The Global Sustainable Competitiveness Index measures country performance based on an integrated competitiveness model. It is calculated through 116 quantitative indicators across all aspects that form the foundation for success: Natural Capital, Resource Intensity, Intellectual Capital, Social Cohesion, and Governance.
Key takeaways in 2019 include:
- The top 5 spots are occupied by Scandinavia: Sweden is leading the Sustainable Competitiveness Index, followed by the other 4 Scandinavian nations and Switzerland.
- Of the top twenty nations only two are not European – New Zealand on 12, and Canada on 19.
- Germany ranks 15, the UK 17, Japan 25, South Korea 27
- The World’s largest economy, the US, is ranked 34. The US ranks particularly low in resource efficiency and social capital – potentially undermining the global status of the US in the future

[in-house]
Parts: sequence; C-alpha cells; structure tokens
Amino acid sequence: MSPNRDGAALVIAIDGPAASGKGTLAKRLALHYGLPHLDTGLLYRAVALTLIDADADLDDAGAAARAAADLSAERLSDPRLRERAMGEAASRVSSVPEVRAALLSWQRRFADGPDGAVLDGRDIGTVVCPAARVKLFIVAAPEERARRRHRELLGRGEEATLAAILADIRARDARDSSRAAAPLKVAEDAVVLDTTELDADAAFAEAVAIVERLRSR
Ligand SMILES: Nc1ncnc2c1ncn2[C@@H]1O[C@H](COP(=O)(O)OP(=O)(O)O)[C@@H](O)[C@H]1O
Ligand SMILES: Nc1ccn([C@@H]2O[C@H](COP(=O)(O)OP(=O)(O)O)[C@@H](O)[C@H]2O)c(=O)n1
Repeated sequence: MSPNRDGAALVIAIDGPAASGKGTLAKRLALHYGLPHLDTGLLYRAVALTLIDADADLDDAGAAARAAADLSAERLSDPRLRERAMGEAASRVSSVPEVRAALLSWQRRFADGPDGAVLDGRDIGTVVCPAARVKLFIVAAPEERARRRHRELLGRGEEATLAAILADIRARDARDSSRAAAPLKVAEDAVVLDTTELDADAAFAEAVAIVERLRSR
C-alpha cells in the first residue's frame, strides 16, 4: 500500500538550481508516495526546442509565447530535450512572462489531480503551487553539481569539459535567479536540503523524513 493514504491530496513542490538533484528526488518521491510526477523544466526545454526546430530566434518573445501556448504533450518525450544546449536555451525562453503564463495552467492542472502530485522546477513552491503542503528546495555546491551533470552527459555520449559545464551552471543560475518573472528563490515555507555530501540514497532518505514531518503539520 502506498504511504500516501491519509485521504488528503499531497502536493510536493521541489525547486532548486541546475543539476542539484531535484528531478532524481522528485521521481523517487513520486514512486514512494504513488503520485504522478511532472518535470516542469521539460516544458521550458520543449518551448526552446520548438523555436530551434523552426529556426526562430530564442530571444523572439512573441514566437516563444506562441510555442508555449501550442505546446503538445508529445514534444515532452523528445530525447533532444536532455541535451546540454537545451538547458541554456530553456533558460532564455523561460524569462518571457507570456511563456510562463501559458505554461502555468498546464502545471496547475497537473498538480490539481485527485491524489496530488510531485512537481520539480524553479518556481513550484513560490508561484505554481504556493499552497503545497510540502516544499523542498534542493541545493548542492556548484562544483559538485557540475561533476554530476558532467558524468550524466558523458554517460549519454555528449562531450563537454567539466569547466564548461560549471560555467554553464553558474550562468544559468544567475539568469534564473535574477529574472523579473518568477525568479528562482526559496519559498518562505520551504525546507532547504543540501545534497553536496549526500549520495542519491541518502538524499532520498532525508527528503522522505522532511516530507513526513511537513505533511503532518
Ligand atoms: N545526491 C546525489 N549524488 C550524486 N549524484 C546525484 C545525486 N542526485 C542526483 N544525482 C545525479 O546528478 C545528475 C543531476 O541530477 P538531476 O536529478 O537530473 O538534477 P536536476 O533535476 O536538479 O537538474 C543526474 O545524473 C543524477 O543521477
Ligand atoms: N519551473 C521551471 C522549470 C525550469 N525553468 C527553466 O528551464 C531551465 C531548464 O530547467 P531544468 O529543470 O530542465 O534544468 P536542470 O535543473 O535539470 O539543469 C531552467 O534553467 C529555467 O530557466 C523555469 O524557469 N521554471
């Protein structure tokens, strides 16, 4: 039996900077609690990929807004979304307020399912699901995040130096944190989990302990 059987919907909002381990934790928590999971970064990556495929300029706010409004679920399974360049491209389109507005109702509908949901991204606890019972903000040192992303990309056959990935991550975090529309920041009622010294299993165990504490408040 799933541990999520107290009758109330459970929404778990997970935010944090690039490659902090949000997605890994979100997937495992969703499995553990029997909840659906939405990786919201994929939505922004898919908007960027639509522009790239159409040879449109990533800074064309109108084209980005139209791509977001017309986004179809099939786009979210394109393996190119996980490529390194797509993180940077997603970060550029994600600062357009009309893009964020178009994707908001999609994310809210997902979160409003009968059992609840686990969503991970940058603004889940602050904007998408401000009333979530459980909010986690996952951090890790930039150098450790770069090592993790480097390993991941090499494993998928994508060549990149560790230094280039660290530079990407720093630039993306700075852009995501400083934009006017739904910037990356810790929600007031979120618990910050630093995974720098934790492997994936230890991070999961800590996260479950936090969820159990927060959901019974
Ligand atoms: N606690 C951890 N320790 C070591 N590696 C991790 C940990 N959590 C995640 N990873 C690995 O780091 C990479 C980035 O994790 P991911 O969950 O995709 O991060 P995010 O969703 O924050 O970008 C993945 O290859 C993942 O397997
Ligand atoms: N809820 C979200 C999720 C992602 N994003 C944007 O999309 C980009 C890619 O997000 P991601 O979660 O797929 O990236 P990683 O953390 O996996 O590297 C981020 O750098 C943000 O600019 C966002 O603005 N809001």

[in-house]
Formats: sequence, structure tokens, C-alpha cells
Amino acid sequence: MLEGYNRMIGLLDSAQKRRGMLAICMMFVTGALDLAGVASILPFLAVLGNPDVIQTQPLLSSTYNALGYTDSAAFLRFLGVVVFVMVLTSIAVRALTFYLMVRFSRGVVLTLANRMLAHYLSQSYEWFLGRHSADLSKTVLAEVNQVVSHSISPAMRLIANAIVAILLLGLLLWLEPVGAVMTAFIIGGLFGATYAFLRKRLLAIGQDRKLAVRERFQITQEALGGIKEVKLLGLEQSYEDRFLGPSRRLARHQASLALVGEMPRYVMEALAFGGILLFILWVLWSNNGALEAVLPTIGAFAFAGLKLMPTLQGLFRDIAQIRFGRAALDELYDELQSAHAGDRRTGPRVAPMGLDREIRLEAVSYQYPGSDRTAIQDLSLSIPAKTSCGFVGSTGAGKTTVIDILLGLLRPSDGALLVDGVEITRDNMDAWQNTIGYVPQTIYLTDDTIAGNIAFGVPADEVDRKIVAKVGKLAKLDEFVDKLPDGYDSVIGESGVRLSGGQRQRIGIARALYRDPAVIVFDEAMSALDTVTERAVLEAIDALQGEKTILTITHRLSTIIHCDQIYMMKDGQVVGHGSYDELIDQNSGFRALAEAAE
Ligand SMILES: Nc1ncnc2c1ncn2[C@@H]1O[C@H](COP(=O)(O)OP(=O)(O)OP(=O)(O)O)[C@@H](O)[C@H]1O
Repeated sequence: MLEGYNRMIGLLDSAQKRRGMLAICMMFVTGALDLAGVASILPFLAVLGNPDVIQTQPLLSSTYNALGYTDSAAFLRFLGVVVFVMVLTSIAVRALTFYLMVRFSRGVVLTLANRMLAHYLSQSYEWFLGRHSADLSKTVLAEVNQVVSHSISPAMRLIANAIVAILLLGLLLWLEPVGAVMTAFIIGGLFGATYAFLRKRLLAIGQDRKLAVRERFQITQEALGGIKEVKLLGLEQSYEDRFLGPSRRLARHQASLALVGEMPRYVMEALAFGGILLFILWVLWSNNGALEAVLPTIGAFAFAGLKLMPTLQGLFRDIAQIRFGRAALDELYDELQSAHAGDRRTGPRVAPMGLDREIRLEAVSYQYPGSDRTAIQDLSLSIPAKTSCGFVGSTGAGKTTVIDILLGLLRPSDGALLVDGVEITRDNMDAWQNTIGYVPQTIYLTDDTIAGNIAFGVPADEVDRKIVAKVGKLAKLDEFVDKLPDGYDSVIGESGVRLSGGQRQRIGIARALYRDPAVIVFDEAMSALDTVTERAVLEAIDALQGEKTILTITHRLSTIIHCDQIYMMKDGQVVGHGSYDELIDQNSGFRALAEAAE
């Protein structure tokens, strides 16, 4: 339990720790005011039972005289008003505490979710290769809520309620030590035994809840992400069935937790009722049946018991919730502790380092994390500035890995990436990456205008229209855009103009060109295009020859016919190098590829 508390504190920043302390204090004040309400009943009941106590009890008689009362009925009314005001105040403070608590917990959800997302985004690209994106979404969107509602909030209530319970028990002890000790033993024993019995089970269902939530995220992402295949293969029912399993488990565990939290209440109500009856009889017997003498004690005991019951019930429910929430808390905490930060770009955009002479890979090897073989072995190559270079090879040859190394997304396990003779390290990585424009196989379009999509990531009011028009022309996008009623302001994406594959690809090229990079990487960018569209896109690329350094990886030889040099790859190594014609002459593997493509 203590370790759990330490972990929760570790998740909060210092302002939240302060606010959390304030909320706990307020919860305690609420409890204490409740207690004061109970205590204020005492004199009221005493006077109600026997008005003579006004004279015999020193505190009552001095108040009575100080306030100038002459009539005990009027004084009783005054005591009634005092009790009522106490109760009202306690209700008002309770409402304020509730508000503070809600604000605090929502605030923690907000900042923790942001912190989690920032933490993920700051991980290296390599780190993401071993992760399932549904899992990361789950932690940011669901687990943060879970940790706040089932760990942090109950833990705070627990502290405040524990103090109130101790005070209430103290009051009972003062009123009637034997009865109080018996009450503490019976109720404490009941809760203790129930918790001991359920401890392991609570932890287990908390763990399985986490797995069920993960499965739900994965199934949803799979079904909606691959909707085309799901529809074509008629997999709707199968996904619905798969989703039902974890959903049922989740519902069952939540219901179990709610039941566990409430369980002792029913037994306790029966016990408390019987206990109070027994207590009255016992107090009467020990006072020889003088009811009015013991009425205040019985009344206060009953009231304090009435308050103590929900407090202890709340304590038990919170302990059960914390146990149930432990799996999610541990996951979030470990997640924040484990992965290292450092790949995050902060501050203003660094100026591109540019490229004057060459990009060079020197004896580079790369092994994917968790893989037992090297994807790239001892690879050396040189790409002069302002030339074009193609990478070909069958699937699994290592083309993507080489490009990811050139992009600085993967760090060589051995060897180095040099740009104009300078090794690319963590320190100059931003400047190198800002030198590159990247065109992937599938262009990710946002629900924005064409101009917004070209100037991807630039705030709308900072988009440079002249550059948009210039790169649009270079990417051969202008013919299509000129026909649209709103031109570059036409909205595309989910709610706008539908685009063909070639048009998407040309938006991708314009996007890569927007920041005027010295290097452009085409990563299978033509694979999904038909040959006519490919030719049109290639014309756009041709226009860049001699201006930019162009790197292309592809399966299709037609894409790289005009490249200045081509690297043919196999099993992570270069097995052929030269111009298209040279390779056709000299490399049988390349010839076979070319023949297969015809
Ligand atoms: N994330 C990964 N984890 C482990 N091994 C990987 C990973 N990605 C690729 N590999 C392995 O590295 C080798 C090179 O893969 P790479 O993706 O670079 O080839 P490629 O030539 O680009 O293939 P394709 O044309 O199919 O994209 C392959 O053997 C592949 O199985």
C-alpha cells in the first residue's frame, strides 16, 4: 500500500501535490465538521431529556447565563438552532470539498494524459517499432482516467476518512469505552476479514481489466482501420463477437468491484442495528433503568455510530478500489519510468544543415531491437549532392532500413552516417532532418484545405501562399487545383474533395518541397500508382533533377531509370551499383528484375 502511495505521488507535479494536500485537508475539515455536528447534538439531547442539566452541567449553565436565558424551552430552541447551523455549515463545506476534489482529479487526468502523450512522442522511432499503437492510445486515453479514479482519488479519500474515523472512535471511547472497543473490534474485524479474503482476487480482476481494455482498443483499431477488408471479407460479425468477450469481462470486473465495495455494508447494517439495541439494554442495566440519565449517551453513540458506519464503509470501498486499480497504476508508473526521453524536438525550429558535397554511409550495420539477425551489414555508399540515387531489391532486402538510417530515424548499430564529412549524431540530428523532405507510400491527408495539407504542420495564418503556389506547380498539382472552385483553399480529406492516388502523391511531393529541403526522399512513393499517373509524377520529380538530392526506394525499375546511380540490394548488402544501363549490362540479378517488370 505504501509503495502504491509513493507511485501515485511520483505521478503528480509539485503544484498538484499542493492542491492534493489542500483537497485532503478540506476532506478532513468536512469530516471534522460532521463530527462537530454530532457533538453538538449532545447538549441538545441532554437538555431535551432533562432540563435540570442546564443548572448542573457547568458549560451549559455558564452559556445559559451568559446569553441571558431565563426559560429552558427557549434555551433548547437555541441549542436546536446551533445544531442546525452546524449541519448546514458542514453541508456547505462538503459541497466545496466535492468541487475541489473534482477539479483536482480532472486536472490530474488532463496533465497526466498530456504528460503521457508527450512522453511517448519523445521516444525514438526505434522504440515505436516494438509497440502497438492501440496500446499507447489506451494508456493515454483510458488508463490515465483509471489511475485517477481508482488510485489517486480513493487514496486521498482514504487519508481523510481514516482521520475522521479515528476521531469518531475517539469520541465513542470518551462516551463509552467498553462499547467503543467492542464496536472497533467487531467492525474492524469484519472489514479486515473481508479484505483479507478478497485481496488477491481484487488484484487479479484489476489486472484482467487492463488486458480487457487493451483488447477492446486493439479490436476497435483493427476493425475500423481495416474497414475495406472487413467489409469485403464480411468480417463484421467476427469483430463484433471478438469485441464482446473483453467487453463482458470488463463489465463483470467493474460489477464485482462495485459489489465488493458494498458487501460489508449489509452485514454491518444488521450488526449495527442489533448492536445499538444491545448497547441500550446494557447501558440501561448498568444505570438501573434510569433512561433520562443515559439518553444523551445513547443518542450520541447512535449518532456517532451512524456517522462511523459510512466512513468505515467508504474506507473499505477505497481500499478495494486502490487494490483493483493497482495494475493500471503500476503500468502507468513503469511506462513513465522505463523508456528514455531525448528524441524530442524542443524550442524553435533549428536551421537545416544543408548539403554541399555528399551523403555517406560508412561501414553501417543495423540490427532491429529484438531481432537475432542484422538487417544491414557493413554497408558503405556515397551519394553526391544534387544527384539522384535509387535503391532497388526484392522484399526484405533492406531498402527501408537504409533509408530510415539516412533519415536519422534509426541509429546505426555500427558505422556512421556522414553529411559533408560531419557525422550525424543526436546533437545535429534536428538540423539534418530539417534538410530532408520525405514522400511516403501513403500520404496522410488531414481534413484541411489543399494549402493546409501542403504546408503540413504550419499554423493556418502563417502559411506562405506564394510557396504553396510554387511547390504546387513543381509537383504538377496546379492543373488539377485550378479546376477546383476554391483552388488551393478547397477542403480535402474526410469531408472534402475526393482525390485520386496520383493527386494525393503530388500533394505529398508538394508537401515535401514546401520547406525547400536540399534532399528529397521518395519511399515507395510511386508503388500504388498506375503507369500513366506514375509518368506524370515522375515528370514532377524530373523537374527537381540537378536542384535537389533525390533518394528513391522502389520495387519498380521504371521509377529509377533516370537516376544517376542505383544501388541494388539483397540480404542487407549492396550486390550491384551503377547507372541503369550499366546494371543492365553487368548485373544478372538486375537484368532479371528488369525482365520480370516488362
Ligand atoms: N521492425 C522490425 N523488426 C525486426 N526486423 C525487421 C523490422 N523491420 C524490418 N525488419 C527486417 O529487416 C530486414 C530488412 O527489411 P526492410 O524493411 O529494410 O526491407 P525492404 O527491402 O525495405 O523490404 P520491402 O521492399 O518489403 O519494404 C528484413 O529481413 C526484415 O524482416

- Of the large emerging economies (BRICs), China is ranked 37, Brazil 49, Russia 51, and India 130.
- Some of the least developed nations have a considerable higher GSCI ranking than their GDP would suggest (e.g. Laos, Timor, Burma, Bhutan, Suriname…)
- Asian nations (South Korea, Japan, Singapore, and China) lead the Intellectual Capital ranking. However, achieving sustained prosperity in these countries might be compromised by Natural Capital constraints and current high resource intensity/low resource efficiency
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The sustainable competitiveness map 2019:
US, resource-dependent countries’ sovereign ratings should be downgraded, others up
Sovereign bond ratings are overly based on financial indicators and perceived political intentions. They do not reflect investor risks at this point in time.
The US, for example, should be downgraded by 2 levels, Saudi Arabia by 4, while Kenya and Bolivia should be rated higher in line with their sustainable competitiveness performance. A complete list of comparisons of sustainable vs. conventional bond ratings is available here.